JOHANNESBURG, South Africa -- On Sunday evening, with the temperature dropping into the high forties in the tony Melrose Arch section of this teeming city, I followed four wafer-thin Namibians through a ritzy outdoor mall. These men were about 25, and about 5-foot-8. They might have weighed 100 pounds. All four carried sturdy brown walking sticks. They wore brown sandals and leather loin coverings that I'd best describe as mini-skirts. And that's all they wore.
The four talked in their native tongue happily among themselves, walking by a Mont Blanc store, then a shop with $5,000 watches, and made it to the 50-yard-by-50-yard neighborhood square, where, as in scores of neighborhoods in South Africa these days, a huge TV screen was set up for watching World Cup games. While the four waited for the Germany-Australia game to begin, they gathered with a few other Namibians hoisting the Namibia flag (with woven blankets around their shoulders), and danced to some African music from a local band onstage.
I looked around. There were Hondurans with their flag, dozens of Brazilians with a few of theirs, Italians in their smart blue Azzuri jackets, Germans (who somehow, somewhere found Becks), South Africans on and offstage, Americans, English, Spaniards, Dutch (in bright orange), vocal and imbibing Aussies, a ton of Mexicans (with a few sombreros), Ghanaians with their trademark black star celebrating their afternoon victory, and a family of Danes, all in Danish team jerseys.
When the game kicked off, fans of all these nations blew those omnipresent vuvuzelas, drank Castles and Windhoeks from passing beer vendors, and stood shoulder to shoulder, yelling and rooting and drinking. (And in many cases, annoyingly, smoking.)
Americans in sweatshirts, and Namibians in skirts and carrying walking sticks, watching Germany play Australia. The World Cup. It's not like anything I've seen.
As I write this, it's early Wednesday night (South African time) in Melrose Arch. I'm in the press room, writing with other American scribes, on the second floor of a hotel. It's two hours before South Africa-Uruguay, and we hear the sound of drums, whistles, vuvuzelas and singing from the same stage, a block away, I heard the African music the other night.
If I were home in Boston, I'd be paying passing attention to the World Cup. If I'd seen Italy's Daniele De Rossi score the equalizer against Paraguay and shed immediate tears of joy, I'd have said, "Emotional Italian.'' If I'd been watching the camera pan the North Korean players during their Anthem Tuesday night and seen one of them bawling like a baby, I'd have said, "That's what living in a totalitarian state does to you,'' or something dumb like that.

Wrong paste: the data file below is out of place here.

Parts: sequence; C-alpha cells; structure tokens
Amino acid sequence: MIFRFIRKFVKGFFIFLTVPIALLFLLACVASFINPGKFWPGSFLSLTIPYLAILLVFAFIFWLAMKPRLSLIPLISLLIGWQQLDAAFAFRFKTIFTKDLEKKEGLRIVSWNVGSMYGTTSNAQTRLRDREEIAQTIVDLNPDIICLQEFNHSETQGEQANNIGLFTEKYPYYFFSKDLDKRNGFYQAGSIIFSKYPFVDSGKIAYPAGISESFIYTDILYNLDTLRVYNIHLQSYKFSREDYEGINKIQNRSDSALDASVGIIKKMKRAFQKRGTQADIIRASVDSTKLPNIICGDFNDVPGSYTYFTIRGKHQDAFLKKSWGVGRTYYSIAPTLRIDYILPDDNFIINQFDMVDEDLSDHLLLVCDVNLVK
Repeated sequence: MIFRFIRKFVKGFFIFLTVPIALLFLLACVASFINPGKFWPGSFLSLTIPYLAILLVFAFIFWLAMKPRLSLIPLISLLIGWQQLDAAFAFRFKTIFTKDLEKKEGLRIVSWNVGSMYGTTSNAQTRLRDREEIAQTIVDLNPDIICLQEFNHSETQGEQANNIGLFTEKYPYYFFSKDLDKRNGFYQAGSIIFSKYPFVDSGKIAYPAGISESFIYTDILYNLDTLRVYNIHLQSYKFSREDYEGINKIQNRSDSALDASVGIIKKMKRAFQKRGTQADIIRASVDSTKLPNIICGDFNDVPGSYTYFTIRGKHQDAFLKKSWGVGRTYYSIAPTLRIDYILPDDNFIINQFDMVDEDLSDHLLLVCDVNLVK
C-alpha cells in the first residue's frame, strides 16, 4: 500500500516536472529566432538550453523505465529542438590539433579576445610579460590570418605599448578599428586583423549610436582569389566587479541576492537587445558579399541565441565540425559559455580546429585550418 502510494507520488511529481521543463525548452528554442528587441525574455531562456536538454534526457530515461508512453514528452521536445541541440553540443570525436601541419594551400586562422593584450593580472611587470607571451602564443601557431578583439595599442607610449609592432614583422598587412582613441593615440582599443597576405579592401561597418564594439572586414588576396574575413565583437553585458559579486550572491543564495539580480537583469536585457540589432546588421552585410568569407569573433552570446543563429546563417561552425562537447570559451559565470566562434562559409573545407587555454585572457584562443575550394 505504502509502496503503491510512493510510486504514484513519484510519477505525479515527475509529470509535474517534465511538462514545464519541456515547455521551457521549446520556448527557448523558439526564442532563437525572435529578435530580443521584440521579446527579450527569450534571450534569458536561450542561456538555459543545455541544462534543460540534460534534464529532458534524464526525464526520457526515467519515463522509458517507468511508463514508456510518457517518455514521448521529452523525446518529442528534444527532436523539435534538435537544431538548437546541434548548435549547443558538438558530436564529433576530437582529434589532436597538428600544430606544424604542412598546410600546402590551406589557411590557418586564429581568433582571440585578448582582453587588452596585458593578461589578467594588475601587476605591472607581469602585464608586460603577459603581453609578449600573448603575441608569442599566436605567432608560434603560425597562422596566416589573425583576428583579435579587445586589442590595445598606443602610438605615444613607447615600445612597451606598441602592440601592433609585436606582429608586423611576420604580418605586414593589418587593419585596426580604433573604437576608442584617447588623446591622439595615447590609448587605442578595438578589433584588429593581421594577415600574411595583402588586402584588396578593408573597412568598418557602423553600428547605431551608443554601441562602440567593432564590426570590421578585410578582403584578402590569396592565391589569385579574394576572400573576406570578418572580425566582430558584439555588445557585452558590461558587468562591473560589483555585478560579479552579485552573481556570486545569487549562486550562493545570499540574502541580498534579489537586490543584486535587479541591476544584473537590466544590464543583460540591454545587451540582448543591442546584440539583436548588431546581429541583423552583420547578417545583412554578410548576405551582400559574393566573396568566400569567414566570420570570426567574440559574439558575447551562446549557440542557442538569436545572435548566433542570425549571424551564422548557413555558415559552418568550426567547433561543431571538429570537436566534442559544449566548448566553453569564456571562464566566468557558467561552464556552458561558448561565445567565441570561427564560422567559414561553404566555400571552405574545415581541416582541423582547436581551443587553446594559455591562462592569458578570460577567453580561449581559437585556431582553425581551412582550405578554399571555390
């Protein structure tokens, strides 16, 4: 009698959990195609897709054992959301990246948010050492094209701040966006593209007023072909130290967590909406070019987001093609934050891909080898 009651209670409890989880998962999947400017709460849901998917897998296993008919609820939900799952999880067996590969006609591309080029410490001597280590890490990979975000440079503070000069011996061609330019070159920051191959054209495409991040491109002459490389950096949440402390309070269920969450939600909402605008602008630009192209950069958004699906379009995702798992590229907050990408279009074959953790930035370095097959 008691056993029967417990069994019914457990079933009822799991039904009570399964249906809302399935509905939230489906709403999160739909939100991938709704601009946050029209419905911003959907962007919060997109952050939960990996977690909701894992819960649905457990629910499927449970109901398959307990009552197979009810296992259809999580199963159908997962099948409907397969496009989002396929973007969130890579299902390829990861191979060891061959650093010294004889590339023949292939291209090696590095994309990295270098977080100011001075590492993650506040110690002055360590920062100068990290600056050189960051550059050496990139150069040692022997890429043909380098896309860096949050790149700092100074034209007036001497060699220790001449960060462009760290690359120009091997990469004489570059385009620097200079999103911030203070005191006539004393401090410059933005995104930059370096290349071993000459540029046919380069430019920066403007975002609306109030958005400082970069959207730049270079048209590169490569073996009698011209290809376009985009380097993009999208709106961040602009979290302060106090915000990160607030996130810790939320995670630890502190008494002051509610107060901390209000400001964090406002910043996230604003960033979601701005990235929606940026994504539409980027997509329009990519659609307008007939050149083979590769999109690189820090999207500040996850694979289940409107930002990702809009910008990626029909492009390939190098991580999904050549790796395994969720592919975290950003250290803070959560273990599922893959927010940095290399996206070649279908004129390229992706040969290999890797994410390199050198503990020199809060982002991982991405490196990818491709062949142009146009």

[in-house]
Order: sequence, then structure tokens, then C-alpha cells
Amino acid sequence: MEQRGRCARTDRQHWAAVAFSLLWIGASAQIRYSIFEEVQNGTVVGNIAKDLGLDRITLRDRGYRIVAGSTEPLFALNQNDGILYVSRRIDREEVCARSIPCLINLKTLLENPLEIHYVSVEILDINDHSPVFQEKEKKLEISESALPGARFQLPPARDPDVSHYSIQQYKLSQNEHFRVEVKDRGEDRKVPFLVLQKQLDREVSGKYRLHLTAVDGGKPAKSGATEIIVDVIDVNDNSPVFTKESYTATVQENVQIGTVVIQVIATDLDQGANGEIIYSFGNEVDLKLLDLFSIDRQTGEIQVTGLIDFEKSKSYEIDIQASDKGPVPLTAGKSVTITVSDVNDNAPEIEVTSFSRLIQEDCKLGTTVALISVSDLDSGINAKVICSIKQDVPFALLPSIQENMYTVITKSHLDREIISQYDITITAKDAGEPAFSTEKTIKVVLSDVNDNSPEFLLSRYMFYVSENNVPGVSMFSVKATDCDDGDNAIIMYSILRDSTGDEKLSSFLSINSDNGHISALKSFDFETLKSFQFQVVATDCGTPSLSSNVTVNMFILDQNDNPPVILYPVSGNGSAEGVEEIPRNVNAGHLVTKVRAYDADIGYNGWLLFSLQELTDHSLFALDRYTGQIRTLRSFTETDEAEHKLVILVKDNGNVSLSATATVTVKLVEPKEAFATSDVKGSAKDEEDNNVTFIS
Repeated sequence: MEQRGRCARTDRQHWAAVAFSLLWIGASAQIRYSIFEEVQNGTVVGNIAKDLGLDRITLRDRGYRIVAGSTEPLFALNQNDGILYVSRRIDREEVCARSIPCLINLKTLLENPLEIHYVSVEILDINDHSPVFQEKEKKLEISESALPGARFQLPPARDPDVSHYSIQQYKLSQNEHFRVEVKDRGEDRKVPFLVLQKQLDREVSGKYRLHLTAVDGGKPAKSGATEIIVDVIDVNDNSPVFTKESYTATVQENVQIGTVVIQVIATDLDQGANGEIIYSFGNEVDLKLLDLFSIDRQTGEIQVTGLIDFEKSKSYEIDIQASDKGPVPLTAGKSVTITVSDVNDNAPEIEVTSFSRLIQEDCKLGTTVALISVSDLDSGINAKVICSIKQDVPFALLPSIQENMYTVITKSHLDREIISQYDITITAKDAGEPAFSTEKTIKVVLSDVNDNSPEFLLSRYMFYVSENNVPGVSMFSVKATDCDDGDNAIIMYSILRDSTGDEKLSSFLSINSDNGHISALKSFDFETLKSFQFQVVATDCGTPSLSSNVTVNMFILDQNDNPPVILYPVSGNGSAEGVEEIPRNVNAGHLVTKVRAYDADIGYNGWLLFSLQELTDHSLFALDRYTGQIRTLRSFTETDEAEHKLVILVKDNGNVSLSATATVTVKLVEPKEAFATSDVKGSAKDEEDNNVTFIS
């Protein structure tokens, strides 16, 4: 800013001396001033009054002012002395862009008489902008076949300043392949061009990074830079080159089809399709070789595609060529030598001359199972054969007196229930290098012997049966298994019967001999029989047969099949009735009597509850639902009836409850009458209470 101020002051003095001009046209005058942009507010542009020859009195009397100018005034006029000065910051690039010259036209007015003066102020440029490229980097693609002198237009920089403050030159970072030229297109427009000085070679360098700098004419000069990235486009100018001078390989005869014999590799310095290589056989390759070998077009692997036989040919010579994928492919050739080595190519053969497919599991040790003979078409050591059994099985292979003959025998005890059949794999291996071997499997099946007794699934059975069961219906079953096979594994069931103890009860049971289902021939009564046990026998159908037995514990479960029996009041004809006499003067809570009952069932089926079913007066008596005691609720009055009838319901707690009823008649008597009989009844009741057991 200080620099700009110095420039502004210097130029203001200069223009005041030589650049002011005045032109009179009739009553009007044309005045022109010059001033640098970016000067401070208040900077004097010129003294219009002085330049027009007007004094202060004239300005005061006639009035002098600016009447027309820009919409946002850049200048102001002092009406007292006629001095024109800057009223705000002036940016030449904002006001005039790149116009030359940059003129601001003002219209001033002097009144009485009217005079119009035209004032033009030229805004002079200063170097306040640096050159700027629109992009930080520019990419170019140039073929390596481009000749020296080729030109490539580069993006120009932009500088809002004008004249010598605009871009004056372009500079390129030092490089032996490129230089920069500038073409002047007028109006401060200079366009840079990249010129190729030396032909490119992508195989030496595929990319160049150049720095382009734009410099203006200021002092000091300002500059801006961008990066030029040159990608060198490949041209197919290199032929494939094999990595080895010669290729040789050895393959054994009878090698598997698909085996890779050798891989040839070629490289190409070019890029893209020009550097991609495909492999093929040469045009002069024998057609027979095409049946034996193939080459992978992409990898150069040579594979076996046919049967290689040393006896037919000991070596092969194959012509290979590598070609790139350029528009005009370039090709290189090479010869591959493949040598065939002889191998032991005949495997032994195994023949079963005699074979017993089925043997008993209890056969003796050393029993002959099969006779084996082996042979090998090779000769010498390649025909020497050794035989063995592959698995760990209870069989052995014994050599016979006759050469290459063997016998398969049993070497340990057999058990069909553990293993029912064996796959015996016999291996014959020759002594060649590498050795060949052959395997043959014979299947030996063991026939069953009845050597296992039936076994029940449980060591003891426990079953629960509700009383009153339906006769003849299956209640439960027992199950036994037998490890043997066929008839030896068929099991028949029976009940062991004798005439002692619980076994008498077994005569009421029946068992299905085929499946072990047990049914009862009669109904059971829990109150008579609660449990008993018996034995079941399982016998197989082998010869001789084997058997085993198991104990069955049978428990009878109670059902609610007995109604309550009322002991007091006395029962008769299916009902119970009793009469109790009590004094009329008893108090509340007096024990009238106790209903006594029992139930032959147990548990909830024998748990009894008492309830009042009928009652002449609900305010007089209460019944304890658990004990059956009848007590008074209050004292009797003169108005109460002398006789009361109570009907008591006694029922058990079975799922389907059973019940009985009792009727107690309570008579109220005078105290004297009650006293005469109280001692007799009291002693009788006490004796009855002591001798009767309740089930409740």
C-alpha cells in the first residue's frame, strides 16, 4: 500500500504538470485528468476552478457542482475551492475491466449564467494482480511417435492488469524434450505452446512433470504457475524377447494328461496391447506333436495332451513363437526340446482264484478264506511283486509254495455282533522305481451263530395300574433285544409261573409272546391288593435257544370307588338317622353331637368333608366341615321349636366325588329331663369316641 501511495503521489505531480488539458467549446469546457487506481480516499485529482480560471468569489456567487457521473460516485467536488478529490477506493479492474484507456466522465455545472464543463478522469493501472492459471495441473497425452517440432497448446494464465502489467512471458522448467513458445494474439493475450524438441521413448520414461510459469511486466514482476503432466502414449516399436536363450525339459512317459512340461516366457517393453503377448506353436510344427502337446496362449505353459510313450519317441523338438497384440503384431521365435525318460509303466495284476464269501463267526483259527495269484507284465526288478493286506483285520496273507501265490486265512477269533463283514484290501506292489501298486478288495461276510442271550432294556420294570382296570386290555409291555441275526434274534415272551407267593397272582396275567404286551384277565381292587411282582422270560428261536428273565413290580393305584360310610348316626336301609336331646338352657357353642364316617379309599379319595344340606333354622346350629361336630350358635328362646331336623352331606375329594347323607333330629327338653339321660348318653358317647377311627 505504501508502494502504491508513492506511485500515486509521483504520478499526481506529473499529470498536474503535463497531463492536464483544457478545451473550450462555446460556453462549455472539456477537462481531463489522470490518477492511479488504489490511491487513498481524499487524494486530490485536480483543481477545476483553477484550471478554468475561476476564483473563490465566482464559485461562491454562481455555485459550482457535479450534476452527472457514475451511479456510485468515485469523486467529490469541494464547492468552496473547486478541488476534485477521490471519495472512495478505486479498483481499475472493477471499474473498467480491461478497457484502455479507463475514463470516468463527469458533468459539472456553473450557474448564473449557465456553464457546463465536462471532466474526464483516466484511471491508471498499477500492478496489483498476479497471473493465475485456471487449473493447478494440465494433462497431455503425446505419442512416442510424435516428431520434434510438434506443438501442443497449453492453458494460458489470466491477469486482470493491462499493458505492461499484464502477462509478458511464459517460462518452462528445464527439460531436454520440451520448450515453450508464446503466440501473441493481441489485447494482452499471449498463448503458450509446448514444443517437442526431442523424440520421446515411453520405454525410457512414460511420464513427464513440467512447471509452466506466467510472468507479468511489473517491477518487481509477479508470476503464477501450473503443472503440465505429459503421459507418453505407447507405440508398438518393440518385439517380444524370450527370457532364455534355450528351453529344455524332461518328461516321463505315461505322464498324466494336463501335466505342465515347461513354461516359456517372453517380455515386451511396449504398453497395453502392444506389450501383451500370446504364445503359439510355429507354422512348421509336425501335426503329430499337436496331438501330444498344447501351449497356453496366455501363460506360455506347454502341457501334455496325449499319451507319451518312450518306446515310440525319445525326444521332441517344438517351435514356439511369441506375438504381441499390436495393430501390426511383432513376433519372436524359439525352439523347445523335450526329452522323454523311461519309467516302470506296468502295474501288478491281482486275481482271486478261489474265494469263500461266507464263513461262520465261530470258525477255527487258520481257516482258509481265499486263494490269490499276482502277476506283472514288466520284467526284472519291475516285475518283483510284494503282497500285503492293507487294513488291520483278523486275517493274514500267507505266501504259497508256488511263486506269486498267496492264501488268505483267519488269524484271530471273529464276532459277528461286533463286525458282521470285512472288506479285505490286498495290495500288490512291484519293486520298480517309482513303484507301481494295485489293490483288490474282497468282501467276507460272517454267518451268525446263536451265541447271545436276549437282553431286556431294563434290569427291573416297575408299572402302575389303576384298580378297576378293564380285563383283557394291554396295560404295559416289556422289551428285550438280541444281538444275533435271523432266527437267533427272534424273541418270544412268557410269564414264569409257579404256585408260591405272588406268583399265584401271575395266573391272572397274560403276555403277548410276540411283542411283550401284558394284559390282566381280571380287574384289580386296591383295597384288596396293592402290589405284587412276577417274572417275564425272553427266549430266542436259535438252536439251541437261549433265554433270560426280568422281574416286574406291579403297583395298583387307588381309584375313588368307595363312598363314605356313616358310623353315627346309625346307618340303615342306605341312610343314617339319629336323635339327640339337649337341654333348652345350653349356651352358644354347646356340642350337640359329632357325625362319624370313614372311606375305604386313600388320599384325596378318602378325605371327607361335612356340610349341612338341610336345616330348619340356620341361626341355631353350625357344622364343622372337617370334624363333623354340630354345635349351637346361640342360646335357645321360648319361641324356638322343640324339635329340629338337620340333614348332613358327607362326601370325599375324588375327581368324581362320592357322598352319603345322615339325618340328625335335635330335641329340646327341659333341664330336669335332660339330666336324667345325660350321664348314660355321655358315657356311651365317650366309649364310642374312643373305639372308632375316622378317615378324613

But I'm not there. I'm here. And when Maicon scored the impossible-angle goal for Brazil Tuesday, I jumped out of my seat in the upper deck at Ellis Park here. I had to stifle an "Incredible!!!'' I never do that at an NFL game. I don't know what to say about the experience of covering a World Cup -- this is day 12 of my time in South Africa -- other than you've got to be in the middle of it to understand it.
I'm sure ESPN is doing a heck of a job back home; it has to be leaps better than the local coverage, which is college-TV-stationish. But ... well, let me tell you this story to explain: My wife, Ann, is with me on the trip, and I can tell you that other than the Steelers and a little about the Red Sox, she cares nothing about sports. But the other day, when I was out working, she had the TV in our room on, and there were 20 minutes left in Slovakia-New Zealand. She was preparing to go out to exercise, and then she heard the announcer on the TV say New Zealand had never scored a World Cup goal in its history. So she stayed for a few minutes, rooting for New Zealand, and when the Kiwis scored just before time expired, she hollered in excitement.
I'm not telling you that you should gather around the TV tomorrow and be spellbound by USA-Slovenia. If you're like me, you don't know where Slovenia is. What I'm telling you is the World Cup should be on your sporting bucket list. One of our cabbies the other day said he had some Spaniards in his cab, and they said as soon as this World Cup is over, they'll go home to their lives in Spain and begin saving for their trip to the World Cup in 2014 in South America.
I'm not going to change the way I follow sports when I get home. It'll still be the American standbys: football and baseball, then hockey, and then basketball occasionally. But this is a terrific experience. Can't wait to see the game Friday, and I've got Brazil again on Sunday.
By the way, Brazil's my team here -- other than the USA, of course. For a long time I've felt teams like Brazil were filled with showboats. And maybe some still are, but Brazil, with so much incredible individual talent, didn't showboat. When I watched this game, I thought Bill Belichick ought to get a tape of Brazil playing, hand it to his team and say, "Guys, this is what defines teamwork. Watch.''
Against North Korea, Brazil had three occasions in which it passed the ball 20 or more times before either losing it or taking a shot. The Brazilians were cool all game, even when it was scoreless at halftime and the whole place thought the game should have been over midway through the half. The Brazilians' versatile midfielder, Gilberto Silva, who speaks very good English, told a couple of us afterward: "The world is full of equal teams right now. So when you play any team here, desperation doesn't work. You have to be patient. Just work as a team for a goal. That is what we do. That is what you have to do to win in this game -- work as a team.''
Enlightening game. Enlightening tournament. So what if the coffee stinks? I'm really glad I came.